The institutional articulation agreement signed by representatives of KCC and WMU facilitates the transfer of students who complete an associate degree at the community college into a degree program at the university. The agreement, which outlines how credits earned at one school will transfer to another, helps students save time and money by minimizing the loss of credits and duplication of coursework.
“This partnership between two robust institutions is a victory for the many students who begin their college careers at KCC and intend to finish at WMU. Currently, most KCC students who intend to transfer go on to WMU,” KCC President Mark O’Connell said. “Never before have the pathways from KCC to WMU been better designed, and never before has it been easier for a Bruin to become a Bronco.”
“This is all about the student experience and ensuring that every class taken advances the student along a pathway to success,” said Dr. Susan Stapleton, WMU’s interim provost and vice president for academic affairs. “We’ve had a close working relationship with KCC for many years and our partnership has led to successful degree completion for hundreds of students. With this carefully structured agreement, we’re making sure that pathway is absolutely seamless and every step they take puts them closer to their goal.”
The agreement between KCC and WMU is a solution locally for what is a national challenge. According to a U.S. Government Accountability Office report in 2017, students who transferred from one college to another between 2004 and 2009 lost, on average, an estimated 43 percent of their credits. When credits won’t transfer, students face having to pay for and repeat courses at their next institution, which can delay their graduation. In many cases, the underlying problem is the absence of a comprehensive articulation agreement between the schools.
The KCC-WMU institutional articulation agreement is designed for students who follow a prescribed plan of study leading to an associate degree at KCC. The credits from each KCC program will be included in the total credit hours required for the WMU baccalaureate degree, thus saving students the confusion of determining which courses transfer and which do not. Transferrable credits from specific programs will be detailed in future program agreements, some of which are still in development.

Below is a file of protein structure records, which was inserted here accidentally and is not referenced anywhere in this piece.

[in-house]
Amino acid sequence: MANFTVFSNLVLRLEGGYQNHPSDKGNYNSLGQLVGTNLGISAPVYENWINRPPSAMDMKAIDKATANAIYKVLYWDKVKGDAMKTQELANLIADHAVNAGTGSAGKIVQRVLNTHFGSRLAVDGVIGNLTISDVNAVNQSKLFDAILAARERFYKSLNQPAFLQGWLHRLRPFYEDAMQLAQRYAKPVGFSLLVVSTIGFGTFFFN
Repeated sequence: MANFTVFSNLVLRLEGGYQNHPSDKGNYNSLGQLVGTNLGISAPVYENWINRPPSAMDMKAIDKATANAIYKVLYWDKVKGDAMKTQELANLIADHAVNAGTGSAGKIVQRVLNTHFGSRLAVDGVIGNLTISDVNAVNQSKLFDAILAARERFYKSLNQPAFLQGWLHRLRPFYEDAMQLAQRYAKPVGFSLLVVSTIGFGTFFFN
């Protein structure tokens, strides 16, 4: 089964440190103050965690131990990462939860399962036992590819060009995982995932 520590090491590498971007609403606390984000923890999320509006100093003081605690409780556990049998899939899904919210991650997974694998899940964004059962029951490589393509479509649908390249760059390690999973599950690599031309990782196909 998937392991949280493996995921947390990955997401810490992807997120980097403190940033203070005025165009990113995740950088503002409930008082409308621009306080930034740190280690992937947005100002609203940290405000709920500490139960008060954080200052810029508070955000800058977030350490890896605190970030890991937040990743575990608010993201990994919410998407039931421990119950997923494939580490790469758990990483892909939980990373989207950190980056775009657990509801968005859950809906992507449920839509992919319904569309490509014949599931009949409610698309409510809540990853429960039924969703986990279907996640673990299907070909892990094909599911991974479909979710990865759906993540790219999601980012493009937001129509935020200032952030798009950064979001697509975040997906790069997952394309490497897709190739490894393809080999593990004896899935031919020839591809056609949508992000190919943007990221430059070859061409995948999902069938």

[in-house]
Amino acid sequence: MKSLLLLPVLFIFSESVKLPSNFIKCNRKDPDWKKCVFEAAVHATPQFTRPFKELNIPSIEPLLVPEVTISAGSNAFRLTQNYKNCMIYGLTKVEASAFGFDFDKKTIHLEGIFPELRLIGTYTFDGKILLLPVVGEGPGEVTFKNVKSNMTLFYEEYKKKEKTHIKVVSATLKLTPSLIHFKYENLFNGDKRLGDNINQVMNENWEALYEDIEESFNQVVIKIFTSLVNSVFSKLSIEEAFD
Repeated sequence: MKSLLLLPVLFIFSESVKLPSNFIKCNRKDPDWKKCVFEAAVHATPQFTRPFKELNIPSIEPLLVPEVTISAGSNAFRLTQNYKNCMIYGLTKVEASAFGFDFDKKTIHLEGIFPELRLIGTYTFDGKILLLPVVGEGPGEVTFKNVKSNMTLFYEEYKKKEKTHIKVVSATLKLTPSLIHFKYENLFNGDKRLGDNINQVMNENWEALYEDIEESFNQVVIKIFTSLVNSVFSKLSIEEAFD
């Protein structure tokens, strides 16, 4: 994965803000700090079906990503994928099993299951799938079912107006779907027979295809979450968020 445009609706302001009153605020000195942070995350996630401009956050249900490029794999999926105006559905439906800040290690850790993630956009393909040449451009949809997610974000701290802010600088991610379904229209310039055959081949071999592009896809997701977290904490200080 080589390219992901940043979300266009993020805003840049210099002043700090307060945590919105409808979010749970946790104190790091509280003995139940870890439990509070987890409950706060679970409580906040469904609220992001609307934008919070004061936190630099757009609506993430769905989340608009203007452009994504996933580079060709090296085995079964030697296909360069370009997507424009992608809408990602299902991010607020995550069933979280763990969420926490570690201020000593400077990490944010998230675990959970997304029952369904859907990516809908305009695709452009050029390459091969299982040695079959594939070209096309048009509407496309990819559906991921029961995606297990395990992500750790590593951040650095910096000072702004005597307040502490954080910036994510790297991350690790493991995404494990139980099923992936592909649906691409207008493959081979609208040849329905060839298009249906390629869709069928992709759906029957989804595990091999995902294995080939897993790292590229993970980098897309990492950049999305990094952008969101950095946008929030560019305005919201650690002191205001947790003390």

During an event today, KCC and WMU officials formally signed agreements for the following programs:
- Biomedical Sciences
- Business Administration
- Criminal Justice – AAS in Law Enforcement
- Early Childhood Elementary Education
- Elementary Education
- Special Education
- Economics – Minor in History
- Economics – Minor in Philosophy
- Economics – Minor in Political Science
- Economics – Minor in Sociology
- Aerospace Engineering
- Civil Engineering
- Mechanical Engineering
- Food Service
- Nursing – BSN part-time to part-time
- Nursing – BSN full-time
- Nursing – BSN full-time to part-time
- Public History
“The institutional agreement we signed today lays the groundwork for the seamless transfer of credits from the degree programs at KCC to the degree programs at WMU,” O’Connell said. “Future program agreements will align with the institutional framework, which provides for a deeper, more student-centered level of collaboration between KCC and WMU than we’ve had in the past.”
Under the terms of the agreement, KCC and WMU will be jointly responsible for advising and assisting students and for maintaining collaboration among faculty, administrators and staff as program requirements evolve at each institution. Both schools have formed program-level committees to determine clear, articulated pathways for students.
“The increased faculty and staff collaboration between the two institutions will serve as our model moving forward,” Stapleton says. “That close interaction will mean we can continually readjust to accommodate new programs as well as alterations to our existing programs – always with an eye on how such changes impact our students.”
Macy Hancock, a KCC Gold Key Scholarship recipient who is graduating with an Associate in General Studies degree this month and transferring to WMU in the fall, said the agreement will help future students map out which KCC courses will transfer.
“I’ve liked KCC a lot. The professors are always there and available if you need help,” said Hancock, a 2016 graduate from Harper Creek Community Schools. “I’m looking forward to Western because it’s close by, it has affordable tuition and I really like the campus.”
Students must meet standard admission, curriculum and graduation requirements of both institutions. Also, each institution will continue to maintain its own authority over its curriculum, course requirements, program requirements and degree requirements.
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